It’s different but I guess the system works. I haven’t seen any kids get violent or be outright disrespectful to their teachers. At the end of the day kids are all the same everywhere and they’re just looking for someone’s attention.

Energy Consumption:

This is more of a nationwide thing but since I spend most of time in a school I notice it most often here. All of my schools do their absolute best to be sure they’re using as little energy as possible. That means no AC or heat unless the weather is unbearable and all electronics are off (not standby) unless they’re being used.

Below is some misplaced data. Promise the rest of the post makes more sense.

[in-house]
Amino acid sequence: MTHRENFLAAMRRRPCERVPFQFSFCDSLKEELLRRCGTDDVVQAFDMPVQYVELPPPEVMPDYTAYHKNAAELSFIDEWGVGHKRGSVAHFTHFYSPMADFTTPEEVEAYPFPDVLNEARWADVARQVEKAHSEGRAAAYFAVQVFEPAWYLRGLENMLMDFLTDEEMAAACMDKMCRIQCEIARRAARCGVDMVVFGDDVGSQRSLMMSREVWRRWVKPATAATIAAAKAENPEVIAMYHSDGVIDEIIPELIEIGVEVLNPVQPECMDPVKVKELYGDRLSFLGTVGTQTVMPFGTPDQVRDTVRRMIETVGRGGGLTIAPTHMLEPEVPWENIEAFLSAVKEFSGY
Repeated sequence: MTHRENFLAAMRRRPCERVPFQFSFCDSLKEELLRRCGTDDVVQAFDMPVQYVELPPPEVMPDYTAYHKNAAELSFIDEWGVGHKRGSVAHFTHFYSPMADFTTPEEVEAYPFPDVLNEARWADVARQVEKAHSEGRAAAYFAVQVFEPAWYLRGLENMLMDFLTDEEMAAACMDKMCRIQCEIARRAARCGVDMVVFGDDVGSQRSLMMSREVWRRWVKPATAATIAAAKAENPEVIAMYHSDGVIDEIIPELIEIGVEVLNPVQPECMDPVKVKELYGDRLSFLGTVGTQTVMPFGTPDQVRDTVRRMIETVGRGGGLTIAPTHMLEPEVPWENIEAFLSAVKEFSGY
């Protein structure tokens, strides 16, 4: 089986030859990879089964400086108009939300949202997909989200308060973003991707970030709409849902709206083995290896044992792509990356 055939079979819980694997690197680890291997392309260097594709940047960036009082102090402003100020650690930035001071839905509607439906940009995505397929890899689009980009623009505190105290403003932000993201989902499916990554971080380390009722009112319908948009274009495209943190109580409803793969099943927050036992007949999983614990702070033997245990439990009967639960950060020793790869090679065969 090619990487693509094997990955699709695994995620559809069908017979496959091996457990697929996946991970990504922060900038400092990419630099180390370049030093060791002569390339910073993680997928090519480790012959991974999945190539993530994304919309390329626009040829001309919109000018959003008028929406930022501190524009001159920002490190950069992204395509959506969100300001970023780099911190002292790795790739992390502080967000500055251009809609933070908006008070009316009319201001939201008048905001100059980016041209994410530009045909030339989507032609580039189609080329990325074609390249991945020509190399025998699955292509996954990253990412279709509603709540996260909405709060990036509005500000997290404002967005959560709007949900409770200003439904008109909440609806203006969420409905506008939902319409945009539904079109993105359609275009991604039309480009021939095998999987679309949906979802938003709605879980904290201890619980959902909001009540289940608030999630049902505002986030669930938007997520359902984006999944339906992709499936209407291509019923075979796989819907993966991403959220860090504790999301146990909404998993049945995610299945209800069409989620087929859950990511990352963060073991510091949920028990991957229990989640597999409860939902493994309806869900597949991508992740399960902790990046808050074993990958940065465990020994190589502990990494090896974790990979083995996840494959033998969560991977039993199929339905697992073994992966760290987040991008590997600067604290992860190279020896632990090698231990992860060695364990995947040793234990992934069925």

It’s getting cooler outside but we can’t turn on the heat since it’s not winter yet.Instead everyone is just expected to dress warmly. They also do their best to keep off all the lights unless it’s absolutely necessary. I’ve been caught at all of my school several times having to walk through the hallways in the dark. It seems strange especially when you compare everything to home, but again its just one more thing to get used too.